By Martica Sawin
To step out of the elevator onto the fifth floor of the Whitney Museum into the newly installed exhibition Vida Americana Mexican Muralists Remake American Art is equivalent to walking into a time warp. One is back in Greenwich Village of ninety years ago when José Clemente Orozco was painting frescoes on the walls of Joseph Urban’s New School building on 12th Street, when David Alfaro Siqueiros conducted a workshop in experimental technology at Union Square, and Diego Rivera brushed a head of Lenin into his outsize mural for Rockefeller Center. Not only has the Whitney achieved a tour de force in replicating immovable (or destroyed) frescoes and unearthing little-known works by American artists responding to the Mexicans, but it has written a neglected chapter back into the history of American art.
Instigated on the heels of the Mexican revolution in 1920, the mural movement in Mexico sought to communicate on public walls the history of the nation and the lives of ordinary people. When the demand for frescoes diminished in Mexico some of the leading practitioners, including Diego Rivera, José Clemente Orozco, and David Alfaro Siquieros, found commissions in the United States. An early example is Oroxco’s fresco, Prometheus, executed at Pomona College in 1930, which the Whitney has replicated for the present exhibition. Diego Rivera was given a hero’s welcome when he arrived in San Francisco the same year to begin work on three mural commissions. The following December New York’s Museum of Modern Art mounted a Rivera mid-career retrospective; meanwhile he worked at the Detroit Institute of Arts on a vast and intricate interweaving of machines and workers, in frescoes funded by Edsel Ford (shown in a panoramic photograph at the Whitney).In Los Angeles, Siqueiros, the last of Los tres grandes to arrive, taught at the Chouinuard Art Institute where he enlisted a team of students to work on a 24’ fresco in the school’s courtyard, among them Phillip Guston and Ruben Kadish, high school classmates of Jackson Pollock. With Siquieros’ help, Guston and Kadish spent a summer in Mexico working on a fresco commission in Morelia. Later they joined Pollock in New York; all three were deeply impressed when they drove to Hanover, New Hampshire to see Orozco’s 36’-long Epic of American Civilization, 1932, at Dartmouth College.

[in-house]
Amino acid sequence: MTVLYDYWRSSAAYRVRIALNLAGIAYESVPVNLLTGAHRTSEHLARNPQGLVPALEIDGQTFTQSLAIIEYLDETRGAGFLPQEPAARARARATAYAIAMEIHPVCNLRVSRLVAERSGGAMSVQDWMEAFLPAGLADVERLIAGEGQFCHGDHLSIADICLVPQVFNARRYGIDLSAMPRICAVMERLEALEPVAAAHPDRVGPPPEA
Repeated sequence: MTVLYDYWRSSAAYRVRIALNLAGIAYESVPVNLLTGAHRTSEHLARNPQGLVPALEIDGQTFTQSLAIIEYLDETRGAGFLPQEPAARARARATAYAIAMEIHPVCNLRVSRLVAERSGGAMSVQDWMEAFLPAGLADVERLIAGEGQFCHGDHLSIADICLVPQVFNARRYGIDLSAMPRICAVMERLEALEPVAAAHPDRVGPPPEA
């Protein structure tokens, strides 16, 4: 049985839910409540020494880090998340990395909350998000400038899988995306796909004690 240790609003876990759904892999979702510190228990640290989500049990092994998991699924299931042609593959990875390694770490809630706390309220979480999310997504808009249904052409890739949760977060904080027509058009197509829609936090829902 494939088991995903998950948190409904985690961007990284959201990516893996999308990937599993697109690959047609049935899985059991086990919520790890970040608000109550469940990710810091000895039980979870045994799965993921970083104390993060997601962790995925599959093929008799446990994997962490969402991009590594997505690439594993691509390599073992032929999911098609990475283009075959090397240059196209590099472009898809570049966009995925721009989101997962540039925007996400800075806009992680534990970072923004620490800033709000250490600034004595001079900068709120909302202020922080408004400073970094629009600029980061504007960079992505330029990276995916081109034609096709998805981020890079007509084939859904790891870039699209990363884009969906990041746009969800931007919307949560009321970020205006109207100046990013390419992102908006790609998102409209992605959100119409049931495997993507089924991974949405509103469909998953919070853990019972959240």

As the Depression deepened, the Roosevelt administration launched a succession of Federally sponsored public art programs and put thousands of artists to work under the auspices of the Works Progress Administration. The influence of the Mexican muralists on much of the art done for the Federal Art Project is apparent in both style and choice of subject. Some Americans who had worked on murals with the Mexicans moved directly over to the W.P A. under the Federal Art Project. Lucienne Bloch, who had been Rivera’s assistant at Rockefeller Center, painted murals for the Women’s House of Detention in Greenwich Village. Phillip Guston did murals for the 1939 Worlds Fair; his Study for Queensbridge Housing Project of 1939 is in the Whitney show. A common thread running through the works on view is the drive for social and political change, either through depiction of brutal and repressive forces or glowing visions of technological potential. Along with this went various political allegiances, largely Communist or Socialist. (Both parties had presidential candidates on the electoral ballots.) The upshot was that art came to be judged not on its quality but its politics. The onset of the Cold War and the witch-hunting of the McCarthy era brought on a reaction that caused art promoting social reform to vanish from many walls. Congratulations to the Whitney for this belated historical adjustment. Vida Americana continues through May 17, 2020.